On April 21, 2020, the European Data Protection Board (“Board”) issued guidelines on the processing of personal data for scientific research related to COVID-19.  The Board indicates that the GDPR takes into account the needs of scientific research and should not be a barrier to conduct such research, while at the same time, it helps ensure respect for the fundamental rights of patients.

Continue Reading European Data Protection Board Issues Guidelines on Processing Personal Data for Scientific Research Related to COVID-19

As we anticipated in a previous blog post, on April 22, 2020, the European Data Protection Board (“EDPB”) issued new guidelines on the use of location data and contact tracing apps in the context of the present COVID-19 pandemic.

The EDPB’s new guidelines complement and build on similar guidance previously issued by the Board itself (see here, here and here), and by the European Commission (see our blog post here).

The EDPB’s close scrutiny over the use of mobile data and apps in the context of the ongoing public health crisis is unsurprising, as many EU Member States have launched—or are in the process of launching—contact tracing apps to fight the spread of the virus, and these initiatives are receiving great attention by data privacy authorities and the general public (see our blog post here).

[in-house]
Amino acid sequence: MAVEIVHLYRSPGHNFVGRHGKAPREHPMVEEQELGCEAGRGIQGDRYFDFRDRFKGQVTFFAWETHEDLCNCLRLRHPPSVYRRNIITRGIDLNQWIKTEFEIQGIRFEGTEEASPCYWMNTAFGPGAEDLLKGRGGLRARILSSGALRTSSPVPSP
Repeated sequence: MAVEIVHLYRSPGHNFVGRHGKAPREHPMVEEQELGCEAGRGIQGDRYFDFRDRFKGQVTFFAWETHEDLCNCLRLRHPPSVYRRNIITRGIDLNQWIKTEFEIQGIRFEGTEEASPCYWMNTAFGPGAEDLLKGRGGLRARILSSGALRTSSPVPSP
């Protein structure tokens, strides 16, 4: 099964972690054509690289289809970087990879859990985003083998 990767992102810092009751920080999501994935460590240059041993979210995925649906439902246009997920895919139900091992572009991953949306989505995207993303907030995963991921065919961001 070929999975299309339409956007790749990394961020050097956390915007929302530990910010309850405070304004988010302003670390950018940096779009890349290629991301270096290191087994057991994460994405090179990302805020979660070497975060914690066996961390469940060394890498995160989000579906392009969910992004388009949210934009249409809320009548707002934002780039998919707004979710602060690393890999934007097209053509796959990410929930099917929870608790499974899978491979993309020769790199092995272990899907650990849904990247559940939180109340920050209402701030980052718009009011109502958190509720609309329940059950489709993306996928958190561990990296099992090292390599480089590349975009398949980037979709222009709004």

The guidelines aim to clarify the data protection conditions and principles that should be followed when:

  • using location data to model the spread of the virus to assess the overall effectiveness of confinement measures; and
  • using contact tracing apps, which aim to notify individuals who may have been in close proximity to someone who is infected or confirmed as a carrier of the virus, in order to break the contamination chain as early as possible.

The EDPB stresses that EU data protection rules have been designed to be flexible and, as such, do not stand in the way of an efficient response to the pandemic.  However, it notes that governments and private actors should be mindful of a number of considerations when they use data-driven solutions in response to the COVID-19 outbreak.


Continue Reading EDPB Issues New Guidance on the Use of Location Data and Contact Tracing in the Context of the COVID-19 Outbreak

On 8 April 2020, the European Commission adopted a recommendation on a common European Union toolbox for the use of technology and data to address the COVID-19 crisis (“Recommendation”).  The Recommendation responds to calls for a common EU approach to the use of mobile apps in combatting COVID-19—one that improves the efficacy of the technology while respecting citizens’ privacy rights.

The Recommendation has since been complemented by a separate Commission guidance paper on COVID-19 apps (“Guidance”) and release of a Common EU Toolbox for Member States (“Toolbox”) by the EU’s eHealth Network, a Commission-established body comprised of Member State authorities responsible for eHealth matters.   In addition, the European Data Protection Board (“EDPB”), which contributed to the Guidance, has published a letter to the Commission in response to the Guidance (“Letter”).